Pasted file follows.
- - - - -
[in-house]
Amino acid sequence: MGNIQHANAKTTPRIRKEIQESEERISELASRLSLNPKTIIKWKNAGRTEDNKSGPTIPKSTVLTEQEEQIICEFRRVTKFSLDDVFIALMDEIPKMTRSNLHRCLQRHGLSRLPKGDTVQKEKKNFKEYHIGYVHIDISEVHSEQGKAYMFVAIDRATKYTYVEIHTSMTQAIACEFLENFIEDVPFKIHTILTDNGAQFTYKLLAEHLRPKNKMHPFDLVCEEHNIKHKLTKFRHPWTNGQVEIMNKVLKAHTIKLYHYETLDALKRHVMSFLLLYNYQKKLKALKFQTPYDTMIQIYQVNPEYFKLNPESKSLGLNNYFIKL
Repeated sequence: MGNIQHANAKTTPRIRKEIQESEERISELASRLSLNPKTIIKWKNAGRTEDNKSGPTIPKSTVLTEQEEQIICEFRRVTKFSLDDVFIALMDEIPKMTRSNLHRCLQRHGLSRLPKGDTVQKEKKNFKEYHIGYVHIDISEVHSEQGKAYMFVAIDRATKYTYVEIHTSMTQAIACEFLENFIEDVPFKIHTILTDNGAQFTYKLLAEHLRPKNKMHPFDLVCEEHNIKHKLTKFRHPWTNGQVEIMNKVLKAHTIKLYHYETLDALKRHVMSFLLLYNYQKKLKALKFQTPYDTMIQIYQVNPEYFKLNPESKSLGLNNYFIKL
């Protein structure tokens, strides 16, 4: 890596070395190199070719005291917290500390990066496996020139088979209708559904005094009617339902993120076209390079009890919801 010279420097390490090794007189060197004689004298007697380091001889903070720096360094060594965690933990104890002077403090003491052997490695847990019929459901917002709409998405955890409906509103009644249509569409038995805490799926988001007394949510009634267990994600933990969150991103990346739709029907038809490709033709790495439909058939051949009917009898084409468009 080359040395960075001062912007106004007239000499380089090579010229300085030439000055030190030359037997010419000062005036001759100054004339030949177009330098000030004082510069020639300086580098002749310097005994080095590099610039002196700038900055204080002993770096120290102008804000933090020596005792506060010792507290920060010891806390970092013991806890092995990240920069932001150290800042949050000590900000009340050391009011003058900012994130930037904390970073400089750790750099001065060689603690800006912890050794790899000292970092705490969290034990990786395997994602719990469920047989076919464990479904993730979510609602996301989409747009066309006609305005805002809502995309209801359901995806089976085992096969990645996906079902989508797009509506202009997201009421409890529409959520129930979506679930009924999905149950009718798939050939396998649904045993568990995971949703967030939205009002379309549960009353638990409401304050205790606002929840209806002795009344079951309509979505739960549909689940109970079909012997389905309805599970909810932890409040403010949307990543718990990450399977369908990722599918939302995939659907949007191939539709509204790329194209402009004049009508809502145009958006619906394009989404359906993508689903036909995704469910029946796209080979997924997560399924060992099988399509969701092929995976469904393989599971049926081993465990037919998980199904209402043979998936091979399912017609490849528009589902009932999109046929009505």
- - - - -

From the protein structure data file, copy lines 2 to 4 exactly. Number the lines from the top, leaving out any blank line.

Amino acid sequence: MGNIQHANAKTTPRIRKEIQESEERISELASRLSLNPKTIIKWKNAGRTEDNKSGPTIPKSTVLTEQEEQIICEFRRVTKFSLDDVFIALMDEIPKMTRSNLHRCLQRHGLSRLPKGDTVQKEKKNFKEYHIGYVHIDISEVHSEQGKAYMFVAIDRATKYTYVEIHTSMTQAIACEFLENFIEDVPFKIHTILTDNGAQFTYKLLAEHLRPKNKMHPFDLVCEEHNIKHKLTKFRHPWTNGQVEIMNKVLKAHTIKLYHYETLDALKRHVMSFLLLYNYQKKLKALKFQTPYDTMIQIYQVNPEYFKLNPESKSLGLNNYFIKL
Repeated sequence: MGNIQHANAKTTPRIRKEIQESEERISELASRLSLNPKTIIKWKNAGRTEDNKSGPTIPKSTVLTEQEEQIICEFRRVTKFSLDDVFIALMDEIPKMTRSNLHRCLQRHGLSRLPKGDTVQKEKKNFKEYHIGYVHIDISEVHSEQGKAYMFVAIDRATKYTYVEIHTSMTQAIACEFLENFIEDVPFKIHTILTDNGAQFTYKLLAEHLRPKNKMHPFDLVCEEHNIKHKLTKFRHPWTNGQVEIMNKVLKAHTIKLYHYETLDALKRHVMSFLLLYNYQKKLKALKFQTPYDTMIQIYQVNPEYFKLNPESKSLGLNNYFIKL
């Protein structure tokens, strides 16, 4: 890596070395190199070719005291917290500390990066496996020139088979209708559904005094009617339902993120076209390079009890919801 010279420097390490090794007189060197004689004298007697380091001889903070720096360094060594965690933990104890002077403090003491052997490695847990019929459901917002709409998405955890409906509103009644249509569409038995805490799926988001007394949510009634267990994600933990969150991103990346739709029907038809490709033709790495439909058939051949009917009898084409468009 080359040395960075001062912007106004007239000499380089090579010229300085030439000055030190030359037997010419000062005036001759100054004339030949177009330098000030004082510069020639300086580098002749310097005994080095590099610039002196700038900055204080002993770096120290102008804000933090020596005792506060010792507290920060010891806390970092013991806890092995990240920069932001150290800042949050000590900000009340050391009011003058900012994130930037904390970073400089750790750099001065060689603690800006912890050794790899000292970092705490969290034990990786395997994602719990469920047989076919464990479904993730979510609602996301989409747009066309006609305005805002809502995309209801359901995806089976085992096969990645996906079902989508797009509506202009997201009421409890529409959520129930979506679930009924999905149950009718798939050939396998649904045993568990995971949703967030939205009002379309549960009353638990409401304050205790606002929840209806002795009344079951309509979505739960549909689940109970079909012997389905309805599970909810932890409040403010949307990543718990990450399977369908990722599918939302995939659907949007191939539709509204790329194209402009004049009508809502145009958006619906394009989404359906993508689903036909995704469910029946796209080979997924997560399924060992099988399509969701092929995976469904393989599971049926081993465990037919998980199904209402043979998936091979399912017609490849528009589902009932999109046929009505």